Where Christoffer Boe's Cannes-wowing 2003 debut Reconstruction told the story of a diffident lover who discovers, after leaving his girlfriend, that the entire world has forgotten who he is, the Danish director's second feature turns this premise on its head.
After being left by his girlfriend Andrea (supermodel Christensen, in her first on-screen role), perfectionist concert pianist Zetterstrøm (Ulrich) has put his past behind him, moving to faraway New York and boxing up memories of what happened to him in Copenhagen, including the one relationship that brought meaning to his life and passion to his music.
Ten years later, Zetterstrøm is persuaded to give a Bach recital back in his native city. There he receives an invitation (with highly unconventional directions) to enter 'the Zone' - an otherworldly, supposedly impenetrable precinct ("where infinity doesn't reach out into the universe, but into the self") that recently sprang up in the heart of Copenhagen.
Once inside its shifting, labyrinthine streets, he pursues fleeting images of a woman whom he can no longer recognise, under the guidance of his mysterious host (and the film's narrator) Tom (Moritzen) - an elderly, wheelchair-bound man who welcomes questions but seldom gives answers.
Like Jean-Luc Godard's Alphaville (from which Boe's production company takes its name), and like Andrei Tarkovsky's Solaris and Stalker (both of which Boe references), Allegro is high-concept, lo-fi science fiction of the mind, where the lack of on-screen pyrotechnics is offset by some very grand ideas about identity, love, memory and art.
It is not that Allegro looks in any way bland - on the contrary, Boe has combined a number of different film stocks, and some charmingly childlike hand-drawn animation to evoke Denmark's fairytale capital as a city of dreams, delusions and delirium. But anyone seeking laser guns, robots, aliens, explosions, or any of the other furnishings typical of blockbuster SF had best look elsewhere; for Boe's speculative fiction is more like a Kafkaesque kitchen-sink drama, close to the spirit (if not quite the letter) of Dogme 95, and less concerned with extraterrestrial beings than with their all too human counterparts. The only android here is Zetterstrøm himself, willfully detached from his own finer feelings, and (apparently) incapable of love or trust.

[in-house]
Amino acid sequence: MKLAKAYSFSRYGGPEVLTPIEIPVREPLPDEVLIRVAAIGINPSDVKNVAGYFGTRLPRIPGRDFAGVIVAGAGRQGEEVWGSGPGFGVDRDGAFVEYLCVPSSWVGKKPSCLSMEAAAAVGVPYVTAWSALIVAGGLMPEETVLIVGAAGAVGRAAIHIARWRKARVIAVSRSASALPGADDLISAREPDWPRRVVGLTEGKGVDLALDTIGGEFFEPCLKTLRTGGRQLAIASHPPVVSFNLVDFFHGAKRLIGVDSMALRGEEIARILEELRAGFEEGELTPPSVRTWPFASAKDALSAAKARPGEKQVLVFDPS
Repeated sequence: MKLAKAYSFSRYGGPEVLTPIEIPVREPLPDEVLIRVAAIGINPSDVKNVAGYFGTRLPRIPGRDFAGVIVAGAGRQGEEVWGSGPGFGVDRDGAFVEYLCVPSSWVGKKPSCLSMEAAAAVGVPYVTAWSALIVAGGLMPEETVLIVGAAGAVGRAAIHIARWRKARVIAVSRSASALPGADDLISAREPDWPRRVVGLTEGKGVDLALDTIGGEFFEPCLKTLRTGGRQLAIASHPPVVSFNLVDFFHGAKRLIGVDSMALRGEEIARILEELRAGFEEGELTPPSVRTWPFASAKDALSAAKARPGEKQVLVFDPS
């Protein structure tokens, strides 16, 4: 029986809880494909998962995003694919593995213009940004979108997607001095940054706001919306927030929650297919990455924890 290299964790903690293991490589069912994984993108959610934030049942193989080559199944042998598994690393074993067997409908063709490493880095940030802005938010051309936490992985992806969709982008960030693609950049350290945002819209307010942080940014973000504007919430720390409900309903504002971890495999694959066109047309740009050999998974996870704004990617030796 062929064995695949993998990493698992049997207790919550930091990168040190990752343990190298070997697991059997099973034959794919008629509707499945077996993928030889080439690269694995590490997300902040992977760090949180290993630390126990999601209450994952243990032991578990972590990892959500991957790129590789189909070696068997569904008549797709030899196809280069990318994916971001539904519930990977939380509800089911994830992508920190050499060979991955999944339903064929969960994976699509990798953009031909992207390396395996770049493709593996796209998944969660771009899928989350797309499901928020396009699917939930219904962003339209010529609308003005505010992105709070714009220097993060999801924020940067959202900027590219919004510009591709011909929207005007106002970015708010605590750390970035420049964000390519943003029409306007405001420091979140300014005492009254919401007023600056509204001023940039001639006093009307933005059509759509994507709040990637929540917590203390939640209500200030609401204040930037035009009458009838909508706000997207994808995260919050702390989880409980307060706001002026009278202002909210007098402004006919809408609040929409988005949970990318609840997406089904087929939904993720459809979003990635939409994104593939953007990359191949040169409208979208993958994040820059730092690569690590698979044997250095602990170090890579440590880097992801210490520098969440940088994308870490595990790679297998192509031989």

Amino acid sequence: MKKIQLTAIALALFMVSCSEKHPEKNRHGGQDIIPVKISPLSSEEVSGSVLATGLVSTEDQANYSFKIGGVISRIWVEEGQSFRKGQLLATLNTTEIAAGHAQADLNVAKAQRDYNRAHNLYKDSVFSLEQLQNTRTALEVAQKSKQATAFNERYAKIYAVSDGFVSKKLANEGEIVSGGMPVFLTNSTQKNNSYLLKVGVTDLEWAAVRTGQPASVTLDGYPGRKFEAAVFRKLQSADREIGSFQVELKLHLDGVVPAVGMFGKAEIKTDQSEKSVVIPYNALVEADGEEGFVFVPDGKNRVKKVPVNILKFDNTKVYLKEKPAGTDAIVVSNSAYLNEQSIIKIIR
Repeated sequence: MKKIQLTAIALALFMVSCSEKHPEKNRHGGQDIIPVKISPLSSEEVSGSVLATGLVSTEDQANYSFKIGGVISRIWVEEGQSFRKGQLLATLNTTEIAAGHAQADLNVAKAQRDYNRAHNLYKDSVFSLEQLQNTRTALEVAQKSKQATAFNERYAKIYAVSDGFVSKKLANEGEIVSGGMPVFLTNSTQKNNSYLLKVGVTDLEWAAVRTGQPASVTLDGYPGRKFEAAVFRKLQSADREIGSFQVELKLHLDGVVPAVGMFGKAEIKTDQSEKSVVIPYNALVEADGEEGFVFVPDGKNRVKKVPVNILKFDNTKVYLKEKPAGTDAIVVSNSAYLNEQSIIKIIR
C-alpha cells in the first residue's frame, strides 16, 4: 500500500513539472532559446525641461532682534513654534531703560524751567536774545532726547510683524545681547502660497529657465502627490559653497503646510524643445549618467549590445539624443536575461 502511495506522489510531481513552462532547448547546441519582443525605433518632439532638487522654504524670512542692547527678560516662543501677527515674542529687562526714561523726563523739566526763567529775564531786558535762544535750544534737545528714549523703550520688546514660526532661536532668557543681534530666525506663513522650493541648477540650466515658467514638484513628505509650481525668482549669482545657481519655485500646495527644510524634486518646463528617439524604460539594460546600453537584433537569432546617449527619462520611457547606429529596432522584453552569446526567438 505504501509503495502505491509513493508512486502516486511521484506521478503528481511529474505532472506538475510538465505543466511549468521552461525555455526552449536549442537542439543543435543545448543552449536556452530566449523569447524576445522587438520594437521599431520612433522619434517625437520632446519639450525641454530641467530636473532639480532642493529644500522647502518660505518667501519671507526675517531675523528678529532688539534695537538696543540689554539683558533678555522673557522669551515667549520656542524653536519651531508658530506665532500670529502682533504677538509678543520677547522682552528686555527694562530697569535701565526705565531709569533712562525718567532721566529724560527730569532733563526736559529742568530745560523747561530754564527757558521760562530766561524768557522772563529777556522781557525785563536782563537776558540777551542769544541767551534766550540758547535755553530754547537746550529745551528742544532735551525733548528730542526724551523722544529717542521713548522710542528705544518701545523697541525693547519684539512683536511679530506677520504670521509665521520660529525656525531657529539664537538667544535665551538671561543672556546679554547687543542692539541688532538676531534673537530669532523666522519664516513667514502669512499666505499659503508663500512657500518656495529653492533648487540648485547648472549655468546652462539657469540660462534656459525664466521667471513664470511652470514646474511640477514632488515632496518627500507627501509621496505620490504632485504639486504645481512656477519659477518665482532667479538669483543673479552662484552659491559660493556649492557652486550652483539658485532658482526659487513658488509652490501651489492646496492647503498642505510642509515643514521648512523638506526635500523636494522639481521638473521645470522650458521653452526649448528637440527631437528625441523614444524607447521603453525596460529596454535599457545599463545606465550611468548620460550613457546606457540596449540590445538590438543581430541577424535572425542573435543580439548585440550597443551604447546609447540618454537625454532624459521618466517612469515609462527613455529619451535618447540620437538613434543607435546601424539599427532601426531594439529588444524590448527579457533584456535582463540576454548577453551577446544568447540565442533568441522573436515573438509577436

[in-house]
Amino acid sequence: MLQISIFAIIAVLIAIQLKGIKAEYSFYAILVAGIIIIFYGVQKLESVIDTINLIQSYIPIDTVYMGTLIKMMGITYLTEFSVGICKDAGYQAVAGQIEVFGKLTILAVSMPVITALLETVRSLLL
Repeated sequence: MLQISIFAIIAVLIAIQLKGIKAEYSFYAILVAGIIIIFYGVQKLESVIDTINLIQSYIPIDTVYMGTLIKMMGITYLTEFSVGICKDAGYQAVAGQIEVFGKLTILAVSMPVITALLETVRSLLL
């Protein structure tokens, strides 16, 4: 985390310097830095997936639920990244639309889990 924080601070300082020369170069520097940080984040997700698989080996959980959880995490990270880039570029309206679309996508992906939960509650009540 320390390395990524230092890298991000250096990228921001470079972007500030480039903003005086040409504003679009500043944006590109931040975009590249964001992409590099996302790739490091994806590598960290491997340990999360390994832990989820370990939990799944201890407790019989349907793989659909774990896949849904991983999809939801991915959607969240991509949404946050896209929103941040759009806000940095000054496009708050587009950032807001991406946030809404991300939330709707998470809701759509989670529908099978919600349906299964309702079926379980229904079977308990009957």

It does not, in the end, seem to matter whether the film's events unfold in a real (outer) space or entirely within the confines of Zetterstrøm's head, whether Tom is his benefactor or tormentor, or indeed whether Andrea ever existed at all or is just a hidden spark of desire that Zetterstrøm has skillfully repressed since his first childhood kiss - for as the punning musical title Allegro suggests, Zetterstrøm's amnesiac odyssey is as much allegory as straight story, mapping out a lost soul's painful journey to self-knowledge.
Zetterstrøm's dispassionate aloofness tends to infect the whole of Allegro with a chilly quality that extends even to the romantic scenes that he shares with Andrea. But this is all essential to the film's portrait of an artist as an incomplete man, and serves to keep the pianist's underdeveloped emotions, not to mention Christensen's relative inexperience as an actor, well below the icy surface (in cold, cold Copenhagen).
Still, even if it is ultimately left to viewers to invest the film's blank dreamscapes with the warmth of their own experience and memories, what remains is a precisely modulated work that, like Zetterstrøm, only occasionally strikes a false note. It is, however, a pity that it uses up all its best themes in its first half, and ends with one of the most anticlimactic final lines in living memory.